School facility needs, summer enrichment discussed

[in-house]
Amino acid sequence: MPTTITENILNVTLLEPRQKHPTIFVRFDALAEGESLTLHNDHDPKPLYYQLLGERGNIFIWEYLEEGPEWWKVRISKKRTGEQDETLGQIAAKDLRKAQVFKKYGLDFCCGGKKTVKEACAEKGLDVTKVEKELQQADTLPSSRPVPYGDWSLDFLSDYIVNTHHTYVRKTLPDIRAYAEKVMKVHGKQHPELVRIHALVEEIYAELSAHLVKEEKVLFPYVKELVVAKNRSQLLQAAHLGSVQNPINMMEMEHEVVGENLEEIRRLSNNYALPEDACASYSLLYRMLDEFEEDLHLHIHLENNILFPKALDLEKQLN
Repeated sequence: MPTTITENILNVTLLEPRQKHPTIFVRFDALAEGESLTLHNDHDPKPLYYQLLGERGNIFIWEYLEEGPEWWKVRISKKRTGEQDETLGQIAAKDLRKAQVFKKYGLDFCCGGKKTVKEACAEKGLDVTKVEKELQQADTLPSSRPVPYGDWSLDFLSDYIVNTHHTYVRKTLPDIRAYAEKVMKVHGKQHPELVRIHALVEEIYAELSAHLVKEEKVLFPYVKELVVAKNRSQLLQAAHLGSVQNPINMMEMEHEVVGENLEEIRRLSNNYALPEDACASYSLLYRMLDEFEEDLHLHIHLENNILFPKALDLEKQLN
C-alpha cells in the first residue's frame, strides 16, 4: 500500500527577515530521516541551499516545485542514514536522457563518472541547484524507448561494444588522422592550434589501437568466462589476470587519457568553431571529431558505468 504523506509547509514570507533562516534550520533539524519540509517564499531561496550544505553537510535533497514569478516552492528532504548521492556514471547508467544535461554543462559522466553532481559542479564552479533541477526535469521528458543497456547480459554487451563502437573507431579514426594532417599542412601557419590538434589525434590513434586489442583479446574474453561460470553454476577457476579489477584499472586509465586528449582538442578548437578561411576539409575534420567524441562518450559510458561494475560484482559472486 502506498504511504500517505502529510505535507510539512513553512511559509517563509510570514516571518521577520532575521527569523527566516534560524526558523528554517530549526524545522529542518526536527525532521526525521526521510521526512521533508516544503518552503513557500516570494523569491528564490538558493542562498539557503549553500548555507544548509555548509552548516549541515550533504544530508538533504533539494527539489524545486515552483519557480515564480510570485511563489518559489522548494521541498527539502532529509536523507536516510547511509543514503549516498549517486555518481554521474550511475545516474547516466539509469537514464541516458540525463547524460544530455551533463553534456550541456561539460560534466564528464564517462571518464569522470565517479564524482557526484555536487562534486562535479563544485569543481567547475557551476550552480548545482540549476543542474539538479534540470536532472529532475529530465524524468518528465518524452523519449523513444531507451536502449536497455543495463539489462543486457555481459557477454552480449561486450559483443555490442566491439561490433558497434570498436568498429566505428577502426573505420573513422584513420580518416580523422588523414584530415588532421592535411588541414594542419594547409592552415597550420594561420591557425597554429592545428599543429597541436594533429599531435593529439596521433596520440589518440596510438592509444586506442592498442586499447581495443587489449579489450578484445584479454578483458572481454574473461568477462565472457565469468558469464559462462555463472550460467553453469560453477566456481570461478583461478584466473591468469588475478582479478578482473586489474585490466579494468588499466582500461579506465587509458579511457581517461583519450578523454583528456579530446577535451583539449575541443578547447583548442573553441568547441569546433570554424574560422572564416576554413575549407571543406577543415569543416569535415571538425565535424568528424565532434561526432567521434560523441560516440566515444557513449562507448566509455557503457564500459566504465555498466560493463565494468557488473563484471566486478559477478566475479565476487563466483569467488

A Woodford County Board of Education work session on school facility and maintenance needs evolved into a discussion about summer enrichment opportunities for students and an expansion of a summer feeding program. School board Chair Ambrose Wilson IV and board member Sherri Springate were not satisfied after hearing an initial plan to bring summer enrichment and feeding programs to students at Northside Elementary. "We have a one-day-a-week (reading) program all ready to roll at Northside every Tuesday (for six weeks) - all through June and July," said schools Superintendent Scott Hawkins. "And then we'll be taking out sack lunches on that same day." He said Midway's library has a plan to provide sack lunches on Thursdays. "I'd just like to see a summer enrichment that's more than just one day a week for a couple of hours a day," said Springate. She preferred a program that offers enrichment to students - three, four or five days a week - with a feeding program in conjunction with this summer enrichment. "If we really want to make a change and a difference and a dent in (reducing) some of the novice numbers that we're seeing (at Northside Elementary), I just feel like that (a summer enrichment program is) ... a good opportunity," said Springate. Staffing a five-day-a-week summer enrichment program at Northside would likely be problematic, according to Hawkins. "We struggled to find workers when we ran the reading program at Huntertown the last two summers...," he said. After further discussion about the need to offer enrichment opportunities for Woodford County elementary students to help prevent the "summer slide," Hawkins agreed to explore the possibility of offering students - from all four elementary schools - a summer enrichment program at one location, with transportation provided. "We'll see what we can come up with," he said. Hawkins also agreed to ask Food Service Coordinator Courtney Quire about the feasibility of trying a summer feeding program at Northside, when asked to do so by Wilson. Currently, the school district's summer feeding program is offered only at Simmons. An effort to expand the program to Woodford County High School was unsuccessful because of low participation numbers, Hawkins said. Chief Operating Officer Amy Smith began Monday's work session by providing school board members with a list of possible uses for capital outlay dollars available for facility and maintenance needs. Purchasing a new bus lift system (estimated cost of $150,000) and bleachers for Simmons Elementary School (estimated cost $60,285) were identified as priority needs. The gym bleachers at Simmons Elementary are not large enough to seat its entire student body. It's the only school in the district that does not have sufficient capacity for all of its students. The aging bus lift at the district bus garage was listed as a priority "because it could go at any time," said Hawkins. "And that's what our (maintenance) folks use to work on our buses that travel thousands of miles..." A portable bus lift, which was purchased for $25,000 a couple of years ago as a backup, is not used to change oil or doing other maintenance work. It does lift a bus sufficiently to change tires and do brake work, according to Smith after her conversation with transportation Director Kay Tegethoff. Two other facility needs - door hardware and front office nursing/toilet facility upgrades at Northside and Southside elementary schools to comply with ADA requirements - were cited by Springate as "my priority." Plans are already in place at both schools to address the medical needs of students with disabilities, Hawkins said. He said Northside and Southside, which met ADA requirements when constructed in 1992, do have wheelchair-accessible rooms to handle first-aid needs of students with disabilities. The board agreed to ask Smith for a better cost estimate for making ADA upgrades to the front office nursing/toilet facilities at Northside and Southside elementary schools. In addition to having $351,798 in capital outlay funds, the board has $339,304 in its building fund, $23,850 in dollars remaining in contingency funds from previous construction projects, and $74,000 from the sale of its former Community Education Center (repurposed as an apartment building by its new owner), which are available for school facility and maintenance projects. The board has historically allocated capital outlay funds to upgrade facilities and address maintenance needs at school buildings and grounds - a total of $2.325 million since fiscal year 2013, according to information provided by Smith.